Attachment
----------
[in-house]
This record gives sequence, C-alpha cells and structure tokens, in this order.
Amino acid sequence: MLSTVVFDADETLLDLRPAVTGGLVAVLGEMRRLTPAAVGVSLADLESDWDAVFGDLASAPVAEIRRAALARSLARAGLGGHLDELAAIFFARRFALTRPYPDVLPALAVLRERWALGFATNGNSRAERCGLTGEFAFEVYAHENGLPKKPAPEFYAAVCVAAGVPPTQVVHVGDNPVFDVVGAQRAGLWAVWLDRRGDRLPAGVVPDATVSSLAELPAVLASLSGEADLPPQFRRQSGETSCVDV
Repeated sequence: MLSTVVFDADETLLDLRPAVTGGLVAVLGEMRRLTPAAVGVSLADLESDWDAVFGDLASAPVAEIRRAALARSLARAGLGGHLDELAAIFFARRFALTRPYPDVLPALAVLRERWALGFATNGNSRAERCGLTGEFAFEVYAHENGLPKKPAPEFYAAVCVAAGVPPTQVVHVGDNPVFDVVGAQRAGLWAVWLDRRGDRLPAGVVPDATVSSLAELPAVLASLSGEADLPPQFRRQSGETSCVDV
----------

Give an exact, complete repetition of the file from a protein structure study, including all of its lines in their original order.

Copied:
[in-house]
This record gives sequence, C-alpha cells and structure tokens, in this order.
Amino acid sequence: MLSTVVFDADETLLDLRPAVTGGLVAVLGEMRRLTPAAVGVSLADLESDWDAVFGDLASAPVAEIRRAALARSLARAGLGGHLDELAAIFFARRFALTRPYPDVLPALAVLRERWALGFATNGNSRAERCGLTGEFAFEVYAHENGLPKKPAPEFYAAVCVAAGVPPTQVVHVGDNPVFDVVGAQRAGLWAVWLDRRGDRLPAGVVPDATVSSLAELPAVLASLSGEADLPPQFRRQSGETSCVDV
Repeated sequence: MLSTVVFDADETLLDLRPAVTGGLVAVLGEMRRLTPAAVGVSLADLESDWDAVFGDLASAPVAEIRRAALARSLARAGLGGHLDELAAIFFARRFALTRPYPDVLPALAVLRERWALGFATNGNSRAERCGLTGEFAFEVYAHENGLPKKPAPEFYAAVCVAAGVPPTQVVHVGDNPVFDVVGAQRAGLWAVWLDRRGDRLPAGVVPDATVSSLAELPAVLASLSGEADLPPQFRRQSGETSCVDV